Terrorist groups across the globe continued to push anti-Semitic narratives as part of their attempts to incite violence. ISIS videos from this past summer demonstrated how the terrorist group exploits anti-Israel and anti-Semitic sentiments to encourage violent attacks in the West. For example, a propaganda video released by ISIS showed images of alleged brutality by Israeli soldiers, while a narrator criticizes other religious leaders who have argued against the killing of Jewish civilians, and contrasted those moderate views with ISIS’s assertion that all non-Muslims who are not subordinated by ISIS can be killed. As is often the case in Islamic extremist propaganda, most of the reactions of media groups associated with terrorist organizations to the results of the U.S. presidential election included anti-Semitic stereotypes, alleging Jewish control of U.S. politics, saying that the president is a “mule for the Jews” and referred to the American People as “slaves of the Jews.” Domestically, the arrest of an Arizona resident served as a reminder of the link between terror and anti-Semitism. Mahin Khan, who was arrested on July 1 for allegedly plotting to bomb a DMV on behalf of ISIS and the Pakistani Taliban, planned to attack a local Jewish Community Center.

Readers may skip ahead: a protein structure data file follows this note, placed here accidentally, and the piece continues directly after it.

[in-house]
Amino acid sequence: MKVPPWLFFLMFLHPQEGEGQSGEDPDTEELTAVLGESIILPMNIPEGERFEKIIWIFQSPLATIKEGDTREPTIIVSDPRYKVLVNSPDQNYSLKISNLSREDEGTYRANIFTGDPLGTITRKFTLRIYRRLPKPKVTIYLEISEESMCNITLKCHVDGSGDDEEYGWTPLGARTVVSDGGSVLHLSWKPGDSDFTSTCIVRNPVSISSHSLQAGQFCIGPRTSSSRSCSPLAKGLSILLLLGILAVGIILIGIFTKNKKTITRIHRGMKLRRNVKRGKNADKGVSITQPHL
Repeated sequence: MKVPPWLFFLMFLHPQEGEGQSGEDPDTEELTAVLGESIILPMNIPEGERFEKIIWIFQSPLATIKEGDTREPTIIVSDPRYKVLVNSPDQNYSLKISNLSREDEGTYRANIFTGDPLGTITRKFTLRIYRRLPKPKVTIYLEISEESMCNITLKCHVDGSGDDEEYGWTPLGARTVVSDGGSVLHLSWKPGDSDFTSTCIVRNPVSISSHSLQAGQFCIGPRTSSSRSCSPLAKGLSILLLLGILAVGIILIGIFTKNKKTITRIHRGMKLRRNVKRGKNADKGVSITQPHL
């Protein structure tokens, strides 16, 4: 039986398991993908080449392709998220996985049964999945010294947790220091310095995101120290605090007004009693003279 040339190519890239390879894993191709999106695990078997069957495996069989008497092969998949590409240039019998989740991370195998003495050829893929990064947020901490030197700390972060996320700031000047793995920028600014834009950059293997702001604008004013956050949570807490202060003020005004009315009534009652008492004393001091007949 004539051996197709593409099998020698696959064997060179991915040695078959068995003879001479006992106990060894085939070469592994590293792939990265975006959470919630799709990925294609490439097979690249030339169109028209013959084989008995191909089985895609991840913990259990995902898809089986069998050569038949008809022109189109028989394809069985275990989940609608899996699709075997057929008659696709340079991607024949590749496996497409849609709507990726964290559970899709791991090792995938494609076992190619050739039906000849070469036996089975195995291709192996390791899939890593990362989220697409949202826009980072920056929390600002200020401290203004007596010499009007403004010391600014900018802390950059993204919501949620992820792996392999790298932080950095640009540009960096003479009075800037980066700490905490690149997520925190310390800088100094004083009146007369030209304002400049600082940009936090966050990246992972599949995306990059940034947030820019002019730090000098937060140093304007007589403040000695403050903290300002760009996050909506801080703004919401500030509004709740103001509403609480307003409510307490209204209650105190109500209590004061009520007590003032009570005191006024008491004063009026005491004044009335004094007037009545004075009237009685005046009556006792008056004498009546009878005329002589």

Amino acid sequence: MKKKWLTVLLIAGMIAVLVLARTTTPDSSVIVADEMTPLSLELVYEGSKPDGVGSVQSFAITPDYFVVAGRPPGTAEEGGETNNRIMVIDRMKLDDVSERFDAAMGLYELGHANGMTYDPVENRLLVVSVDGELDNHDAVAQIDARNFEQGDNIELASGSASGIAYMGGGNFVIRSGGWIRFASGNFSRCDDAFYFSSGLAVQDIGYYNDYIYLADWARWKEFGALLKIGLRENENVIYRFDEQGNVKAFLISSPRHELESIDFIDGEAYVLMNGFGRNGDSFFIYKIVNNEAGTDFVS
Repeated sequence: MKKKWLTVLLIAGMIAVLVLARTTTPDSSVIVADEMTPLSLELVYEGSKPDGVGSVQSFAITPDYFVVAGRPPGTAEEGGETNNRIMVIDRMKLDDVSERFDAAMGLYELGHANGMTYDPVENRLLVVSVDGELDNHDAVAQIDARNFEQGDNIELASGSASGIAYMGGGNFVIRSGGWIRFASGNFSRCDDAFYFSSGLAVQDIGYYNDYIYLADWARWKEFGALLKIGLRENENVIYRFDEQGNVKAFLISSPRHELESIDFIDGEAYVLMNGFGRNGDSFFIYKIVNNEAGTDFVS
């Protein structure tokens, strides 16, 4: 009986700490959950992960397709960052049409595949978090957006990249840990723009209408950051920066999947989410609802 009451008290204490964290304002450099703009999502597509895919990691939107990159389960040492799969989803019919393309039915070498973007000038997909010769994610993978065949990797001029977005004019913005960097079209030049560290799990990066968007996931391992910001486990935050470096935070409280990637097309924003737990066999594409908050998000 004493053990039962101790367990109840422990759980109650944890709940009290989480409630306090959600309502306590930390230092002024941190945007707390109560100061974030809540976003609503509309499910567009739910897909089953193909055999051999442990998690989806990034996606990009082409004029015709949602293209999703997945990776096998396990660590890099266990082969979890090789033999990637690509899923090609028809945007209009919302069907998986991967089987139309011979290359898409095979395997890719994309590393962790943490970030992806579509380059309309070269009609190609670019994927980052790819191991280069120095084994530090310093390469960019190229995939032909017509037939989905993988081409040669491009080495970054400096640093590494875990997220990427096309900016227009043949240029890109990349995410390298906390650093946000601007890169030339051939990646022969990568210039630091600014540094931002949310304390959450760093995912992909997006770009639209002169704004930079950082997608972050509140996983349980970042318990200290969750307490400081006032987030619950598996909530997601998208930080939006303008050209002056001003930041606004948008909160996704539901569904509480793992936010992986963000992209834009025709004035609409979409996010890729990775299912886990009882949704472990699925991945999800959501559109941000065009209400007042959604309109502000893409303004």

Whether on traditional or social media, anti-Semitic expressions infecting the Arab public discourse around various issues were chillingly observed. A review of the Arabic language social media in 2016 revealed a continuing pattern of demonization of Jews and conspiratorial accusations about a Jewish responsibility behind the violence and carnage in many parts of the Arab world including in Syria, Yemen, Iraq and Libya. Along with such anti-Semitic statements over social media, there was a torrent of offensive images of Jews and Judaism found in the print media with in caricatures depicting Jews in a highly offensive manner. Various opinion pieces also went as far as to claim that the Jews poisoned Islam’s prophet.
The Anti-Defamation League, founded in 1913, is the world's leading organization fighting anti-Semitism through programs and services that counteract hatred, prejudice and bigotry.